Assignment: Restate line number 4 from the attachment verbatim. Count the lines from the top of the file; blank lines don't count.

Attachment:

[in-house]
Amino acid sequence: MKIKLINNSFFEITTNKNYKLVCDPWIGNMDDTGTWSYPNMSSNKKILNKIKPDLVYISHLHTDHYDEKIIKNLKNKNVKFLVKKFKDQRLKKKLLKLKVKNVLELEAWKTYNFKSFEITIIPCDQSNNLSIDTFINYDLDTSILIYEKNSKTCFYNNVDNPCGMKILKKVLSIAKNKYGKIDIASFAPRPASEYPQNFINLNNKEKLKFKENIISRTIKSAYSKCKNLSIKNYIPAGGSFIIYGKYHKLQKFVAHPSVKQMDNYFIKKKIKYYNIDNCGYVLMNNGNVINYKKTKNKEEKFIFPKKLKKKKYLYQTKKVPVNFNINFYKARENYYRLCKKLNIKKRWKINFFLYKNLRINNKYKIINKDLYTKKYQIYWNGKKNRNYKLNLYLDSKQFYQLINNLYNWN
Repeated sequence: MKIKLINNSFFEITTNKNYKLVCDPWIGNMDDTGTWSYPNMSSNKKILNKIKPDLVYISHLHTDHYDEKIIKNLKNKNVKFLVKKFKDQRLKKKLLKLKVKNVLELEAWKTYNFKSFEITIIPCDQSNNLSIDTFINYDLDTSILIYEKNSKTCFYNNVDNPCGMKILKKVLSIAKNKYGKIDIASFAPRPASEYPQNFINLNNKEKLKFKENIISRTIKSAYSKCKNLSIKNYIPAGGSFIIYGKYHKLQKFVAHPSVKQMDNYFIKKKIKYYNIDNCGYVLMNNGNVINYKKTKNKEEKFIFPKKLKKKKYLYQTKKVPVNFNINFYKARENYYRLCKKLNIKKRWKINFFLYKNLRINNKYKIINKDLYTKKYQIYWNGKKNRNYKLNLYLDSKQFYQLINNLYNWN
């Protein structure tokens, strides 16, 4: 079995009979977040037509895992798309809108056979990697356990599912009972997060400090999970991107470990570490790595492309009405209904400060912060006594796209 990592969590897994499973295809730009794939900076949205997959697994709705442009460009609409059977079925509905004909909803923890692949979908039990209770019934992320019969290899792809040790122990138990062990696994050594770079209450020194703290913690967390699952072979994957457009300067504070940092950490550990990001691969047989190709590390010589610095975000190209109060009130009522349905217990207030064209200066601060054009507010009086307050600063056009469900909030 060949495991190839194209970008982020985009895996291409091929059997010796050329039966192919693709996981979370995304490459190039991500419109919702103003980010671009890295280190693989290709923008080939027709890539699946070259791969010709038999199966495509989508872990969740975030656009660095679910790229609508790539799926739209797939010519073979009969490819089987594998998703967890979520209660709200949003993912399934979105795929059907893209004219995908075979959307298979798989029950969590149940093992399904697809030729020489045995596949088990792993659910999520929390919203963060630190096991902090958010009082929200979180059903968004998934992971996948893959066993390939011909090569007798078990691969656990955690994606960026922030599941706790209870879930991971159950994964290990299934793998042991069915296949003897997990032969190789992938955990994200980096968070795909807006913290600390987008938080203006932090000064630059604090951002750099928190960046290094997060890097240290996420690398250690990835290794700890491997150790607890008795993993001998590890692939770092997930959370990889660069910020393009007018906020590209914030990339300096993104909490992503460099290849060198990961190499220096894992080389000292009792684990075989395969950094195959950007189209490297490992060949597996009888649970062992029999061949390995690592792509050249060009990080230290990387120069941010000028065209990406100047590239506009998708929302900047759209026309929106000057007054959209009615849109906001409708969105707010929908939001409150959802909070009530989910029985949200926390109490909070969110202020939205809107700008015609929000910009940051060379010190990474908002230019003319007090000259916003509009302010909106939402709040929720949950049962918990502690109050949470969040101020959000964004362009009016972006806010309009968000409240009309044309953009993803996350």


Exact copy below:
């Protein structure tokens, strides 16, 4: 079995009979977040037509895992798309809108056979990697356990599912009972997060400090999970991107470990570490790595492309009405209904400060912060006594796209 990592969590897994499973295809730009794939900076949205997959697994709705442009460009609409059977079925509905004909909803923890692949979908039990209770019934992320019969290899792809040790122990138990062990696994050594770079209450020194703290913690967390699952072979994957457009300067504070940092950490550990990001691969047989190709590390010589610095975000190209109060009130009522349905217990207030064209200066601060054009507010009086307050600063056009469900909030 060949495991190839194209970008982020985009895996291409091929059997010796050329039966192919693709996981979370995304490459190039991500419109919702103003980010671009890295280190693989290709923008080939027709890539699946070259791969010709038999199966495509989508872990969740975030656009660095679910790229609508790539799926739209797939010519073979009969490819089987594998998703967890979520209660709200949003993912399934979105795929059907893209004219995908075979959307298979798989029950969590149940093992399904697809030729020489045995596949088990792993659910999520929390919203963060630190096991902090958010009082929200979180059903968004998934992971996948893959066993390939011909090569007798078990691969656990955690994606960026922030599941706790209870879930991971159950994964290990299934793998042991069915296949003897997990032969190789992938955990994200980096968070795909807006913290600390987008938080203006932090000064630059604090951002750099928190960046290094997060890097240290996420690398250690990835290794700890491997150790607890008795993993001998590890692939770092997930959370990889660069910020393009007018906020590209914030990339300096993104909490992503460099290849060198990961190499220096894992080389000292009792684990075989395969950094195959950007189209490297490992060949597996009888649970062992029999061949390995690592792509050249060009990080230290990387120069941010000028065209990406100047590239506009998708929302900047759209026309929106000057007054959209009615849109906001409708969105707010929908939001409150959802909070009530989910029985949200926390109490909070969110202020939205809107700008015609929000910009940051060379010190990474908002230019003319007090000259916003509009302010909106939402709040929720949950049962918990502690109050949470969040101020959000964004362009009016972006806010309009968000409240009309044309953009993803996350």